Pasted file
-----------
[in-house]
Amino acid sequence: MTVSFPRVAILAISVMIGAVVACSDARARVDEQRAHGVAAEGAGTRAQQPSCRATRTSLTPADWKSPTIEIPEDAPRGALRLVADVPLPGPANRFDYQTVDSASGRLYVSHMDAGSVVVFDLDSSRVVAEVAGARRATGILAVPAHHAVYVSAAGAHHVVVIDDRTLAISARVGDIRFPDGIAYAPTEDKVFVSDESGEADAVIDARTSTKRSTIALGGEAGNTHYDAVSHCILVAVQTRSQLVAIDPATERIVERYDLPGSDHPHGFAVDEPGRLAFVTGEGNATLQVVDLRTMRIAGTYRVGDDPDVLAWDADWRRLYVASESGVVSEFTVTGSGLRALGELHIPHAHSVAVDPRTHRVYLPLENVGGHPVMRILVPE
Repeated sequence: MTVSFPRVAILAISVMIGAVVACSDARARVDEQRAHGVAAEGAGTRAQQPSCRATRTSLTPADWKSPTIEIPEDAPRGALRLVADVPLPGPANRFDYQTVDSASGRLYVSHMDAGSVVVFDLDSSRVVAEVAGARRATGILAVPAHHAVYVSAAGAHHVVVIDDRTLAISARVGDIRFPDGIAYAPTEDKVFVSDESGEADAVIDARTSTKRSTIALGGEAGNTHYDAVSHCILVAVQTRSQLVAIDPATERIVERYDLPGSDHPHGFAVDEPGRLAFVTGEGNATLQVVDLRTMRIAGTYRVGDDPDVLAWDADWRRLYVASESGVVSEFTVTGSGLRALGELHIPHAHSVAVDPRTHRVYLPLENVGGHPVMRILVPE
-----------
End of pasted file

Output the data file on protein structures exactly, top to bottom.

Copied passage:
[in-house]
Amino acid sequence: MTVSFPRVAILAISVMIGAVVACSDARARVDEQRAHGVAAEGAGTRAQQPSCRATRTSLTPADWKSPTIEIPEDAPRGALRLVADVPLPGPANRFDYQTVDSASGRLYVSHMDAGSVVVFDLDSSRVVAEVAGARRATGILAVPAHHAVYVSAAGAHHVVVIDDRTLAISARVGDIRFPDGIAYAPTEDKVFVSDESGEADAVIDARTSTKRSTIALGGEAGNTHYDAVSHCILVAVQTRSQLVAIDPATERIVERYDLPGSDHPHGFAVDEPGRLAFVTGEGNATLQVVDLRTMRIAGTYRVGDDPDVLAWDADWRRLYVASESGVVSEFTVTGSGLRALGELHIPHAHSVAVDPRTHRVYLPLENVGGHPVMRILVPE
Repeated sequence: MTVSFPRVAILAISVMIGAVVACSDARARVDEQRAHGVAAEGAGTRAQQPSCRATRTSLTPADWKSPTIEIPEDAPRGALRLVADVPLPGPANRFDYQTVDSASGRLYVSHMDAGSVVVFDLDSSRVVAEVAGARRATGILAVPAHHAVYVSAAGAHHVVVIDDRTLAISARVGDIRFPDGIAYAPTEDKVFVSDESGEADAVIDARTSTKRSTIALGGEAGNTHYDAVSHCILVAVQTRSQLVAIDPATERIVERYDLPGSDHPHGFAVDEPGRLAFVTGEGNATLQVVDLRTMRIAGTYRVGDDPDVLAWDADWRRLYVASESGVVSEFTVTGSGLRALGELHIPHAHSVAVDPRTHRVYLPLENVGGHPVMRILVPE